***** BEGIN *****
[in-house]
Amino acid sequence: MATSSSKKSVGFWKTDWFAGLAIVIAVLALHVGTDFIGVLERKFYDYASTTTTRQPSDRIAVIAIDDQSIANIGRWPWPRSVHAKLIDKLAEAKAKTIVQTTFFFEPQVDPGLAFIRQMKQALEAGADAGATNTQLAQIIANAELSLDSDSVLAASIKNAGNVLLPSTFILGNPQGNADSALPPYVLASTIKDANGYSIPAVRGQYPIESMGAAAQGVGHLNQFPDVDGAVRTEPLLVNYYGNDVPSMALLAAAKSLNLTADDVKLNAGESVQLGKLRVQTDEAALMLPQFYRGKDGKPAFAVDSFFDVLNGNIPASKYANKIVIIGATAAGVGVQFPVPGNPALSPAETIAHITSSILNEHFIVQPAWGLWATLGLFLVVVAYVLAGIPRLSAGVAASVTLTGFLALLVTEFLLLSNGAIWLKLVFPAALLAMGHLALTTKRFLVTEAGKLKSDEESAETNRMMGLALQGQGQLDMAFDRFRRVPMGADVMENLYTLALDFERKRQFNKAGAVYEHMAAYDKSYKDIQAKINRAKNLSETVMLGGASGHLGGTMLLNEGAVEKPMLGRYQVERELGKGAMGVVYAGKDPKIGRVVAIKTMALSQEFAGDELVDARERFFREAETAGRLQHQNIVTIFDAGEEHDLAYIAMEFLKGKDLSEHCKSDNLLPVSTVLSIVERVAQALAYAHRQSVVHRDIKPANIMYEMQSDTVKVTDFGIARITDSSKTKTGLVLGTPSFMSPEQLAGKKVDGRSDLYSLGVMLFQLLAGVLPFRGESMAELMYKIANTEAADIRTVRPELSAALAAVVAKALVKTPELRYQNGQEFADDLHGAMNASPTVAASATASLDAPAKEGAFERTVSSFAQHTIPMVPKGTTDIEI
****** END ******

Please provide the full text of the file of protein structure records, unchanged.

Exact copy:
[in-house]
Amino acid sequence: MATSSSKKSVGFWKTDWFAGLAIVIAVLALHVGTDFIGVLERKFYDYASTTTTRQPSDRIAVIAIDDQSIANIGRWPWPRSVHAKLIDKLAEAKAKTIVQTTFFFEPQVDPGLAFIRQMKQALEAGADAGATNTQLAQIIANAELSLDSDSVLAASIKNAGNVLLPSTFILGNPQGNADSALPPYVLASTIKDANGYSIPAVRGQYPIESMGAAAQGVGHLNQFPDVDGAVRTEPLLVNYYGNDVPSMALLAAAKSLNLTADDVKLNAGESVQLGKLRVQTDEAALMLPQFYRGKDGKPAFAVDSFFDVLNGNIPASKYANKIVIIGATAAGVGVQFPVPGNPALSPAETIAHITSSILNEHFIVQPAWGLWATLGLFLVVVAYVLAGIPRLSAGVAASVTLTGFLALLVTEFLLLSNGAIWLKLVFPAALLAMGHLALTTKRFLVTEAGKLKSDEESAETNRMMGLALQGQGQLDMAFDRFRRVPMGADVMENLYTLALDFERKRQFNKAGAVYEHMAAYDKSYKDIQAKINRAKNLSETVMLGGASGHLGGTMLLNEGAVEKPMLGRYQVERELGKGAMGVVYAGKDPKIGRVVAIKTMALSQEFAGDELVDARERFFREAETAGRLQHQNIVTIFDAGEEHDLAYIAMEFLKGKDLSEHCKSDNLLPVSTVLSIVERVAQALAYAHRQSVVHRDIKPANIMYEMQSDTVKVTDFGIARITDSSKTKTGLVLGTPSFMSPEQLAGKKVDGRSDLYSLGVMLFQLLAGVLPFRGESMAELMYKIANTEAADIRTVRPELSAALAAVVAKALVKTPELRYQNGQEFADDLHGAMNASPTVAASATASLDAPAKEGAFERTVSSFAQHTIPMVPKGTTDIEI